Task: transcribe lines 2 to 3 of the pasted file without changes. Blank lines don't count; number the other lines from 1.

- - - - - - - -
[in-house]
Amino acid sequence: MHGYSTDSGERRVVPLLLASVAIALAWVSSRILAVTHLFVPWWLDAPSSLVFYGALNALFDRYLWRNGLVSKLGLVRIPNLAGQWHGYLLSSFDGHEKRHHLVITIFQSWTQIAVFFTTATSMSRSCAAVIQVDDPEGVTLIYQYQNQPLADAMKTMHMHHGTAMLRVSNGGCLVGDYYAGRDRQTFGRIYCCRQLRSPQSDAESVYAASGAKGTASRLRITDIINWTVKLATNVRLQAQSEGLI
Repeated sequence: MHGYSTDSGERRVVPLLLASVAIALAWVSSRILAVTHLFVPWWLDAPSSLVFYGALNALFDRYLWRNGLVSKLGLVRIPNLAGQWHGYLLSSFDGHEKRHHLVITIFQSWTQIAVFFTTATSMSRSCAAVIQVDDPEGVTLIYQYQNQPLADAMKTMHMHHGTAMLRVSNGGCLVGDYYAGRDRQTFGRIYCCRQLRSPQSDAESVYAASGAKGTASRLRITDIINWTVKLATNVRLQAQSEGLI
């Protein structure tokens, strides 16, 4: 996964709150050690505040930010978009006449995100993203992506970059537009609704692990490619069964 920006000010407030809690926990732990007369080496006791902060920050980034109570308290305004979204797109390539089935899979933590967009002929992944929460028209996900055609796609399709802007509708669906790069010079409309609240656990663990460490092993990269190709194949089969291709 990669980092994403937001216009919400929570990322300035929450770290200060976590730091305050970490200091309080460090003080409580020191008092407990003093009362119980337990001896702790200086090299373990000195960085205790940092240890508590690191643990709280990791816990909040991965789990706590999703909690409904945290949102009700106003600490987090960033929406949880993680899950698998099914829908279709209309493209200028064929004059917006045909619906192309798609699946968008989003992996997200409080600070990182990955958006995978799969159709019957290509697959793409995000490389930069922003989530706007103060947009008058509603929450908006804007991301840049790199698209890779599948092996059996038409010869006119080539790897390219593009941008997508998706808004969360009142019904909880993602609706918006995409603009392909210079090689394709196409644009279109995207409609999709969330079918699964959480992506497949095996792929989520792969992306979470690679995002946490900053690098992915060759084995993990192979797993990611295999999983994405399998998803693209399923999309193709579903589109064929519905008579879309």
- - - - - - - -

Amino acid sequence: MHGYSTDSGERRVVPLLLASVAIALAWVSSRILAVTHLFVPWWLDAPSSLVFYGALNALFDRYLWRNGLVSKLGLVRIPNLAGQWHGYLLSSFDGHEKRHHLVITIFQSWTQIAVFFTTATSMSRSCAAVIQVDDPEGVTLIYQYQNQPLADAMKTMHMHHGTAMLRVSNGGCLVGDYYAGRDRQTFGRIYCCRQLRSPQSDAESVYAASGAKGTASRLRITDIINWTVKLATNVRLQAQSEGLI
Repeated sequence: MHGYSTDSGERRVVPLLLASVAIALAWVSSRILAVTHLFVPWWLDAPSSLVFYGALNALFDRYLWRNGLVSKLGLVRIPNLAGQWHGYLLSSFDGHEKRHHLVITIFQSWTQIAVFFTTATSMSRSCAAVIQVDDPEGVTLIYQYQNQPLADAMKTMHMHHGTAMLRVSNGGCLVGDYYAGRDRQTFGRIYCCRQLRSPQSDAESVYAASGAKGTASRLRITDIINWTVKLATNVRLQAQSEGLI